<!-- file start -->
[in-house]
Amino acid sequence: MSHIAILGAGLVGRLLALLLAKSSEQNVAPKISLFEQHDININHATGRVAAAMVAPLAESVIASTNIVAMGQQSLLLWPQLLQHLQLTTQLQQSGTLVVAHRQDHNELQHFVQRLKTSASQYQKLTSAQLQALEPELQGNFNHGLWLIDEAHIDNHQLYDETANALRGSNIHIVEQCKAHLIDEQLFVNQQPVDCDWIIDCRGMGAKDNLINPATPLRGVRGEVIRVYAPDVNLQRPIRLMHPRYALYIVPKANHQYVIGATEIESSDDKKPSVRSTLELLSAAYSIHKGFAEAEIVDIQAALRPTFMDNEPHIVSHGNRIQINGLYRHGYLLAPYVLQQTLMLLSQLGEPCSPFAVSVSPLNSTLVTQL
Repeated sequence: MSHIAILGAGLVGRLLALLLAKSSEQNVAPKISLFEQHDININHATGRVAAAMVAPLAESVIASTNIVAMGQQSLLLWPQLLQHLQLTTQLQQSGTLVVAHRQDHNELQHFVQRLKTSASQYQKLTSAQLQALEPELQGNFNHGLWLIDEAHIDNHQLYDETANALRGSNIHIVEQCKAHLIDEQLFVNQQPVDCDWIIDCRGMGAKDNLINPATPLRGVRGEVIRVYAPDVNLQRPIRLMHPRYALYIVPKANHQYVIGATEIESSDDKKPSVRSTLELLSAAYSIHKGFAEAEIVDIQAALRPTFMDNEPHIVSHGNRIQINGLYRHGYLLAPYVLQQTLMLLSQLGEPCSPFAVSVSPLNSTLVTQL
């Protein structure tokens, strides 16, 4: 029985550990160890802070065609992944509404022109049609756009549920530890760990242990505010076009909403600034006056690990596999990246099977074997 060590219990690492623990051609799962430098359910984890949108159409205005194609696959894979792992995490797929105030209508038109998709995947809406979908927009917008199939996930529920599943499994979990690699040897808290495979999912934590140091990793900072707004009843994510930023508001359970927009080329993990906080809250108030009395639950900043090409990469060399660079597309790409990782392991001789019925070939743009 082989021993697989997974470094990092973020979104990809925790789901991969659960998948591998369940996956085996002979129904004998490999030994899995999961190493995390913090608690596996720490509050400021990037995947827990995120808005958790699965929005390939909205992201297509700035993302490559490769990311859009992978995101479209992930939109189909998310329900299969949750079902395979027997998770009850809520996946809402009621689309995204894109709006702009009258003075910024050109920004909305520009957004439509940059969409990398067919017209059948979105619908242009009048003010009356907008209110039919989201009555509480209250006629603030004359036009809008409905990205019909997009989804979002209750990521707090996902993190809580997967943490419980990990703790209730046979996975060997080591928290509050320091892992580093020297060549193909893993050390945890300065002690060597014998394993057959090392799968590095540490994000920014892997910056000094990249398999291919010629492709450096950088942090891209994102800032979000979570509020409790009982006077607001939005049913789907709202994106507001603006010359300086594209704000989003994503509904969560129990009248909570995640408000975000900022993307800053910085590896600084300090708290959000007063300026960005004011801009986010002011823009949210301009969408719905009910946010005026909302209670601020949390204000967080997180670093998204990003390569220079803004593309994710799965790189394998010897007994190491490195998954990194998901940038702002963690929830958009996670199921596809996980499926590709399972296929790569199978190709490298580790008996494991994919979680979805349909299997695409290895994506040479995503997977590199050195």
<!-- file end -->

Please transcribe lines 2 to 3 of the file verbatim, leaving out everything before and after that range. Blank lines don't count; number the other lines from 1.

Amino acid sequence: MSHIAILGAGLVGRLLALLLAKSSEQNVAPKISLFEQHDININHATGRVAAAMVAPLAESVIASTNIVAMGQQSLLLWPQLLQHLQLTTQLQQSGTLVVAHRQDHNELQHFVQRLKTSASQYQKLTSAQLQALEPELQGNFNHGLWLIDEAHIDNHQLYDETANALRGSNIHIVEQCKAHLIDEQLFVNQQPVDCDWIIDCRGMGAKDNLINPATPLRGVRGEVIRVYAPDVNLQRPIRLMHPRYALYIVPKANHQYVIGATEIESSDDKKPSVRSTLELLSAAYSIHKGFAEAEIVDIQAALRPTFMDNEPHIVSHGNRIQINGLYRHGYLLAPYVLQQTLMLLSQLGEPCSPFAVSVSPLNSTLVTQL
Repeated sequence: MSHIAILGAGLVGRLLALLLAKSSEQNVAPKISLFEQHDININHATGRVAAAMVAPLAESVIASTNIVAMGQQSLLLWPQLLQHLQLTTQLQQSGTLVVAHRQDHNELQHFVQRLKTSASQYQKLTSAQLQALEPELQGNFNHGLWLIDEAHIDNHQLYDETANALRGSNIHIVEQCKAHLIDEQLFVNQQPVDCDWIIDCRGMGAKDNLINPATPLRGVRGEVIRVYAPDVNLQRPIRLMHPRYALYIVPKANHQYVIGATEIESSDDKKPSVRSTLELLSAAYSIHKGFAEAEIVDIQAALRPTFMDNEPHIVSHGNRIQINGLYRHGYLLAPYVLQQTLMLLSQLGEPCSPFAVSVSPLNSTLVTQL